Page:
CEO Sabbaticals Get Popular

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Andy Roquet Photo
Senior Executive Benefits Specialist
CUNA Mutual Group

4 minutes

Executives and boards are revisiting their strategic approaches to retaining key talent.

From credit union consolidation to lingering “Great Resignation” trends, several market realities are pushing leadership continuity toward the top of the list of credit union priorities. Add to those realities inclusion of succession planning in the National Credit Union Administration’s 2023 supervisory priorities, and it’s easy to understand why executives and boards are revisiting their strategic approaches to retaining key talent. 

Even the most comprehensive succession plans still can be disrupted by an unanticipated resignation. Surprises in the realm of human capital are happening to a much greater degree and seemingly for a particular reason. Deloitte found around 70% of C-suite executives were seriously considering quitting their jobs when they polled them in 2022. The reason? To find a job that better supports their well-being.

Anecdotally, non-profits seem to have been disproportionately hit by CEO departures. This may be due to feelings of burnout following a particularly rough three years with challenges ranging from tough calls on constituent relief programs to balancing their own fears of COVID-19. 

Time Away Avoids Burnout, Builds Skill Sets

To create a working environment more conducive to the long-term well-being of their executives, credit unions are experimenting with a series of new benefits—among them, sabbaticals. 

An extended time away from work for executives to study, travel or pursue another opportunity for personal growth, sabbaticals are becoming more popular across many industries, including financial services. There remains, however, an opportunity to leverage the benefit for competitive differentiation. According to this article from SHRM, just 5% of companies offer a paid sabbatical program today. 

A few of the executive-retention benefits of a paid sabbatical program include:

  • Avoids burnout
  • Opens executive’s mind to new possibilities
  • Allows for fine-tuning or development of a new skill set
  • Empowers attainment of personal goals

Two Key Strategies for Success With Sabbaticals

Understandably, credit unions may be nervous about bidding farewell to a mission-critical leader, even if only temporarily. Two strategies may ease some of the anxiety:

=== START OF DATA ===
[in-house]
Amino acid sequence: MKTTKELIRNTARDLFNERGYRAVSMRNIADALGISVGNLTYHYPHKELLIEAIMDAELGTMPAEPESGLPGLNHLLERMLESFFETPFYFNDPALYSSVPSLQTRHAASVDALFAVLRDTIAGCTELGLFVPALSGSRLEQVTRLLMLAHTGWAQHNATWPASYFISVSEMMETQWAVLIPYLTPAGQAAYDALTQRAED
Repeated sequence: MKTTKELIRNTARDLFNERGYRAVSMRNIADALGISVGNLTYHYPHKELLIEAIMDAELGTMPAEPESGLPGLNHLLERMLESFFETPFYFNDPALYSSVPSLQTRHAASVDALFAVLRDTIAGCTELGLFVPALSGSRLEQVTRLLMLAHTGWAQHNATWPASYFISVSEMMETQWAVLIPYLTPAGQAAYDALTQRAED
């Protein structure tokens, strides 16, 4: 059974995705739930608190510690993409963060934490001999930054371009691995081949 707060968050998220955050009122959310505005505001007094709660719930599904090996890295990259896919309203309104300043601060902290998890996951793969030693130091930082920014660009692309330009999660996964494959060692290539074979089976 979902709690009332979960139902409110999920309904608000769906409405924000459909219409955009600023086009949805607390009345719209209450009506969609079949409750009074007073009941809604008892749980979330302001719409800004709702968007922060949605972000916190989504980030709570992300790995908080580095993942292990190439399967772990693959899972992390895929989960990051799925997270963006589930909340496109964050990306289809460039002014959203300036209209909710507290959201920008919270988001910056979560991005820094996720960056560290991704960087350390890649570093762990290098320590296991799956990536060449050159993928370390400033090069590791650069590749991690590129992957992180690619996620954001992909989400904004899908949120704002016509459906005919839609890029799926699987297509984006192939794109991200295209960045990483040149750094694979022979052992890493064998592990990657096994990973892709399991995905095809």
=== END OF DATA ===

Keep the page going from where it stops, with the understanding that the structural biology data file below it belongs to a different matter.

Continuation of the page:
1. Employ the assistance of an on-demand executive. The emergence of another workplace trend, the on-demand executive, may help credit unions weather the absence of a C-suite executive. Also known as the “gig executive” or the “fractional executive,” these individuals are meeting a range of human capital needs from filling in for those on leave to serving as advisors or coaches to keep succession plans on track. With highly competent and skilled temporary help, more credit unions can say yes to a sabbatical 
  2. Incentivize the executive’s return with a comprehensive benefits package. A good executive benefits package can make or break the success of a paid leave program. When paired with a sabbatical offering, a deferred compensation plan with a refundable option, such as a 457(f), may even help executives finance their adventures. 

Importantly, these packages can also motivate the executive to return after their sabbatical to take full advantage of the credit union’s investment in their eventual retirement. 

Fulfilled and Focused Leaders for the Future

Credit union CEOs devote so much energy to ensuring the success of their members and employees. It’s a job full of purpose, but not without pain. Credit unions that take a strategic approach to reenergizing their CEOs set their organizations up for a future with fulfilled and focused leadership, ready to take on the challenges of a fast-changing financial world.

Andy Roquet is senior executive benefits specialist for CUNA Mutual Group Executive Benefit Solutions, a CUESolutions provider, with more than three decades of service to credit union leaders. 

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